In situations where you want a Git repo inside a Git repo, you should consider Git submodules. Git submodules provide a means for including a separate Git repo inside your own and managing what version it stays at within your code base.
The basic workflow is as follows:
- Inside your "parent" project, add any other repos you want with the
git submodule add command. For example,
git submodule add https://github.com/jtauber/django-mailer.git will put a
django-mailer folder in your project; you can specify an alternative name just like you do with
git clone if desired.
- This automatically clones that repo and by default checks out its master branch. It also adds this information to your Git repo's index, so you'll see if you run
git status that you have something to commit.
- In your "parent" project (not inside the submodule), run
git commit -m "Your message" to commit what you've done.
Later, if you need to update the submodule (the git repo within your git repo), then navigate into it directly and do the standard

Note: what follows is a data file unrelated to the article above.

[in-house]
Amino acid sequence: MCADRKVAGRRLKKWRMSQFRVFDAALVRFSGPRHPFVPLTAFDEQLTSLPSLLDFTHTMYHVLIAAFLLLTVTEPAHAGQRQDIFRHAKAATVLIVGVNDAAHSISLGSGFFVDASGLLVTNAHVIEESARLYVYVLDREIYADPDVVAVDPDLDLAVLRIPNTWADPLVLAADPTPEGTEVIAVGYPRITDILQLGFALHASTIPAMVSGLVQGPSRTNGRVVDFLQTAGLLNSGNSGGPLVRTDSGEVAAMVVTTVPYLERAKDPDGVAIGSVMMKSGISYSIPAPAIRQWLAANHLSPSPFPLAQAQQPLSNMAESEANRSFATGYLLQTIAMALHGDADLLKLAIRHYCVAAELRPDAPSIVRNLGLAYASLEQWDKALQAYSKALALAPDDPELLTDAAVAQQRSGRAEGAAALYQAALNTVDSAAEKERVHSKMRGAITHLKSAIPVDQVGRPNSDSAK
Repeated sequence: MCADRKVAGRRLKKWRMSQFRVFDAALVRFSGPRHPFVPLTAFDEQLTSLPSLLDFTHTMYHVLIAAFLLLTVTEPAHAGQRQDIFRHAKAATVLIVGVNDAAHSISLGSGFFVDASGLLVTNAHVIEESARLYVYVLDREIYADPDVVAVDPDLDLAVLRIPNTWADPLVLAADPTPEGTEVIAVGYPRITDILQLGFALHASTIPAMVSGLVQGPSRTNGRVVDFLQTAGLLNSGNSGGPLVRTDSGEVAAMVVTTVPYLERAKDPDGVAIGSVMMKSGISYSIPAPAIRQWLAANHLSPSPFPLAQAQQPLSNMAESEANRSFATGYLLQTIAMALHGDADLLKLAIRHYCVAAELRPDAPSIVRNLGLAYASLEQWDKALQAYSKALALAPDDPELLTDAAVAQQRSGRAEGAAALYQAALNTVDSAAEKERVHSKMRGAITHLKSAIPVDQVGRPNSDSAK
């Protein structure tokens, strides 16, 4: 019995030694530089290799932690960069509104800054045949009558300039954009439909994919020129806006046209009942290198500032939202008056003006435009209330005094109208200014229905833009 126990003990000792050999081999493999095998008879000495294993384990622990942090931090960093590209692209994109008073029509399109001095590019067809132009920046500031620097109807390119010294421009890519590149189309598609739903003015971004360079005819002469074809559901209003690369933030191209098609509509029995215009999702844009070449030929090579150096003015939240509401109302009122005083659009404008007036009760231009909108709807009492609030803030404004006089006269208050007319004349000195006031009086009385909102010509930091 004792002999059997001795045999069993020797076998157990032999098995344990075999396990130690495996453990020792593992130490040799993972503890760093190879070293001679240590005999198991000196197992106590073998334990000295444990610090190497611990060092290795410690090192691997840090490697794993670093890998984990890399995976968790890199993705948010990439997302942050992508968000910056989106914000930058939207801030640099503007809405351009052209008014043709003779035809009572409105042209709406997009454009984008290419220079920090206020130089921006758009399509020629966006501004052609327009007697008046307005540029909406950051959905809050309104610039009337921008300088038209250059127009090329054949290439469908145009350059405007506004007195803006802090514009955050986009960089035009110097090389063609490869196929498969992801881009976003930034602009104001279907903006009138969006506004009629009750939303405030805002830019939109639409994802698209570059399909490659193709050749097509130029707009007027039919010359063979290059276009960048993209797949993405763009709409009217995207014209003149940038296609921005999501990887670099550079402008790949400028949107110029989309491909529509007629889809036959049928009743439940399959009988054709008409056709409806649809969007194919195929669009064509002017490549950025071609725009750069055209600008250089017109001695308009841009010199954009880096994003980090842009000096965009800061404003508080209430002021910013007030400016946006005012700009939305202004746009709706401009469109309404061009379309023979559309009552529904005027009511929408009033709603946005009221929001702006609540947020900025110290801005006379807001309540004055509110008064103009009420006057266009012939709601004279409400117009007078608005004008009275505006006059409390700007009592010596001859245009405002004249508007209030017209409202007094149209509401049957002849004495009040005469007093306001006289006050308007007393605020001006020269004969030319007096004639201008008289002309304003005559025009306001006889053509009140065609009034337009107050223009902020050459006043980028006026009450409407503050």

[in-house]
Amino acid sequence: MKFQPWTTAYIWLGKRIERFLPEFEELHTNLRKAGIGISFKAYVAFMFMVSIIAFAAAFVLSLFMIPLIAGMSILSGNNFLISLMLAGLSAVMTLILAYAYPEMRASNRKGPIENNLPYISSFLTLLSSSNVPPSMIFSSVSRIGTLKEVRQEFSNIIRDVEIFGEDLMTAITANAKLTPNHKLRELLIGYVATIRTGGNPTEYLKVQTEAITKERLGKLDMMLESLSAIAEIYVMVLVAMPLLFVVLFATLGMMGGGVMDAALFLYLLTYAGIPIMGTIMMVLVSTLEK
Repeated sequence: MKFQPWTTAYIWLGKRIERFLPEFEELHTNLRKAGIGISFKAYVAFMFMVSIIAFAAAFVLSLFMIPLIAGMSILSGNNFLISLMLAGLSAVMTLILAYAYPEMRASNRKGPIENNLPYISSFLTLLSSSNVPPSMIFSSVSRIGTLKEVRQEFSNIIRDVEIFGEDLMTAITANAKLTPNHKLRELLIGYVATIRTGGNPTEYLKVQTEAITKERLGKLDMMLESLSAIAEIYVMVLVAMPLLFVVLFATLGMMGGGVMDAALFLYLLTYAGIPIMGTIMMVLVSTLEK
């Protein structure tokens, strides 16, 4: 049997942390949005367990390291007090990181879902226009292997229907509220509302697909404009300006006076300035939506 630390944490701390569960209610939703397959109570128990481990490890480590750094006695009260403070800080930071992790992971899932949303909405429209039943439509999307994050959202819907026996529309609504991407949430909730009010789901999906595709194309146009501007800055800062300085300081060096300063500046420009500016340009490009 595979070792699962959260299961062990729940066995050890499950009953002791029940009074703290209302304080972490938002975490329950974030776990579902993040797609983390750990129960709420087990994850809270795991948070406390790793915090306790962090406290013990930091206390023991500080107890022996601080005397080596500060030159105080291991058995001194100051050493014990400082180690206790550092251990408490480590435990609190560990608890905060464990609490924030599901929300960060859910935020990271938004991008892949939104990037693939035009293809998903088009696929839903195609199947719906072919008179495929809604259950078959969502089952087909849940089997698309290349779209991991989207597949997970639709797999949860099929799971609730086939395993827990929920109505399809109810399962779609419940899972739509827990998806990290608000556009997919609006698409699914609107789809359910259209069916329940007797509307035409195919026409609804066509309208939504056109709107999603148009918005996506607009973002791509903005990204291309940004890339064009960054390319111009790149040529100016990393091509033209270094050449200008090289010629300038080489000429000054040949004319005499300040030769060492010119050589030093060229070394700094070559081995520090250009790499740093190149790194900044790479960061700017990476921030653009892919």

git pull origin master. If there are updates, go back up into your parent project, do a standard
git add and
git commit to commit the fact that your repo depends on a newer version of the submodule.
Now, if you later clone your project somewhere else, by default the submodules won't pull their code down at the same time; your parent project just stores which commit your submodules should be at, not their actual code. In this situation, you need to initialize and then update your submodules with the following commands:
git submodule init
git submodule update
Now your submodules should have their code as well.
All of this is detailed in the Git community book. There's also a nice video on Blip.tv showing the git submodule workflow.